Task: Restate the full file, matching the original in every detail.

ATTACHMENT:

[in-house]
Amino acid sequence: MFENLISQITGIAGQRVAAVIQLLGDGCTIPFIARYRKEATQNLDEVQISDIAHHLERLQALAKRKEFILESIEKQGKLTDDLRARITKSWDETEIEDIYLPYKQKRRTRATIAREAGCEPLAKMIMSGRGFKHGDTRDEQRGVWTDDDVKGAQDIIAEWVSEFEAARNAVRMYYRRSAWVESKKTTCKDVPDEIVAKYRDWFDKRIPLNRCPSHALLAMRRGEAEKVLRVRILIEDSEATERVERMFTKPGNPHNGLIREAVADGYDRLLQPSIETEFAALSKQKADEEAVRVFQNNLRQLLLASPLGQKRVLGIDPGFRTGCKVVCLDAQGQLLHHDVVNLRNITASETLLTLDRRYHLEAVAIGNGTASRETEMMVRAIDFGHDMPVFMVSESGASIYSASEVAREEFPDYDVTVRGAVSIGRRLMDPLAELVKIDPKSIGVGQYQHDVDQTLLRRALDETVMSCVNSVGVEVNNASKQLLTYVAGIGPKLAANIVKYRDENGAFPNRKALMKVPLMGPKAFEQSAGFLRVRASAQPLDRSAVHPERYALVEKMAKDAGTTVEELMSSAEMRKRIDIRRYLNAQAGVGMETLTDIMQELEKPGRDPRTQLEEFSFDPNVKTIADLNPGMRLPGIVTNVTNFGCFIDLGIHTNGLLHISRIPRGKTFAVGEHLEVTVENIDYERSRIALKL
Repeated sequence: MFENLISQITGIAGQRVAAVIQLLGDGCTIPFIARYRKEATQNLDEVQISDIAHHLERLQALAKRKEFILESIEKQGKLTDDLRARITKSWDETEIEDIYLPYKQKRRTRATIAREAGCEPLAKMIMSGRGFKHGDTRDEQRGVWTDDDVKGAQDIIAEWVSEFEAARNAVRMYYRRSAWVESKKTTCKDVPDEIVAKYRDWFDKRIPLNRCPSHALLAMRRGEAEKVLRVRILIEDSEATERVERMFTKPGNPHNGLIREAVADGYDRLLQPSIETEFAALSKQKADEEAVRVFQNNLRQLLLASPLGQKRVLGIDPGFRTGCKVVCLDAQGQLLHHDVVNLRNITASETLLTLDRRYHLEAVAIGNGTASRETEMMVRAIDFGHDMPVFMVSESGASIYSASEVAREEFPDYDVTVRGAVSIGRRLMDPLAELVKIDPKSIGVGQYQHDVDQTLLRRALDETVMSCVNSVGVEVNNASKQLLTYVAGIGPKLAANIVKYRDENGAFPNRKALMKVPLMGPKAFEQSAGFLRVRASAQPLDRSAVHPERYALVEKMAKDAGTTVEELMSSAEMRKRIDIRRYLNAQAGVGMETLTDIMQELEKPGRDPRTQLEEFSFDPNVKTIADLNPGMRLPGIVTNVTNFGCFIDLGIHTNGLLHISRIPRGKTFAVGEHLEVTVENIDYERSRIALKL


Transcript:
[in-house]
Amino acid sequence: MFENLISQITGIAGQRVAAVIQLLGDGCTIPFIARYRKEATQNLDEVQISDIAHHLERLQALAKRKEFILESIEKQGKLTDDLRARITKSWDETEIEDIYLPYKQKRRTRATIAREAGCEPLAKMIMSGRGFKHGDTRDEQRGVWTDDDVKGAQDIIAEWVSEFEAARNAVRMYYRRSAWVESKKTTCKDVPDEIVAKYRDWFDKRIPLNRCPSHALLAMRRGEAEKVLRVRILIEDSEATERVERMFTKPGNPHNGLIREAVADGYDRLLQPSIETEFAALSKQKADEEAVRVFQNNLRQLLLASPLGQKRVLGIDPGFRTGCKVVCLDAQGQLLHHDVVNLRNITASETLLTLDRRYHLEAVAIGNGTASRETEMMVRAIDFGHDMPVFMVSESGASIYSASEVAREEFPDYDVTVRGAVSIGRRLMDPLAELVKIDPKSIGVGQYQHDVDQTLLRRALDETVMSCVNSVGVEVNNASKQLLTYVAGIGPKLAANIVKYRDENGAFPNRKALMKVPLMGPKAFEQSAGFLRVRASAQPLDRSAVHPERYALVEKMAKDAGTTVEELMSSAEMRKRIDIRRYLNAQAGVGMETLTDIMQELEKPGRDPRTQLEEFSFDPNVKTIADLNPGMRLPGIVTNVTNFGCFIDLGIHTNGLLHISRIPRGKTFAVGEHLEVTVENIDYERSRIALKL
Repeated sequence: MFENLISQITGIAGQRVAAVIQLLGDGCTIPFIARYRKEATQNLDEVQISDIAHHLERLQALAKRKEFILESIEKQGKLTDDLRARITKSWDETEIEDIYLPYKQKRRTRATIAREAGCEPLAKMIMSGRGFKHGDTRDEQRGVWTDDDVKGAQDIIAEWVSEFEAARNAVRMYYRRSAWVESKKTTCKDVPDEIVAKYRDWFDKRIPLNRCPSHALLAMRRGEAEKVLRVRILIEDSEATERVERMFTKPGNPHNGLIREAVADGYDRLLQPSIETEFAALSKQKADEEAVRVFQNNLRQLLLASPLGQKRVLGIDPGFRTGCKVVCLDAQGQLLHHDVVNLRNITASETLLTLDRRYHLEAVAIGNGTASRETEMMVRAIDFGHDMPVFMVSESGASIYSASEVAREEFPDYDVTVRGAVSIGRRLMDPLAELVKIDPKSIGVGQYQHDVDQTLLRRALDETVMSCVNSVGVEVNNASKQLLTYVAGIGPKLAANIVKYRDENGAFPNRKALMKVPLMGPKAFEQSAGFLRVRASAQPLDRSAVHPERYALVEKMAKDAGTTVEELMSSAEMRKRIDIRRYLNAQAGVGMETLTDIMQELEKPGRDPRTQLEEFSFDPNVKTIADLNPGMRLPGIVTNVTNFGCFIDLGIHTNGLLHISRIPRGKTFAVGEHLEVTVENIDYERSRIALKL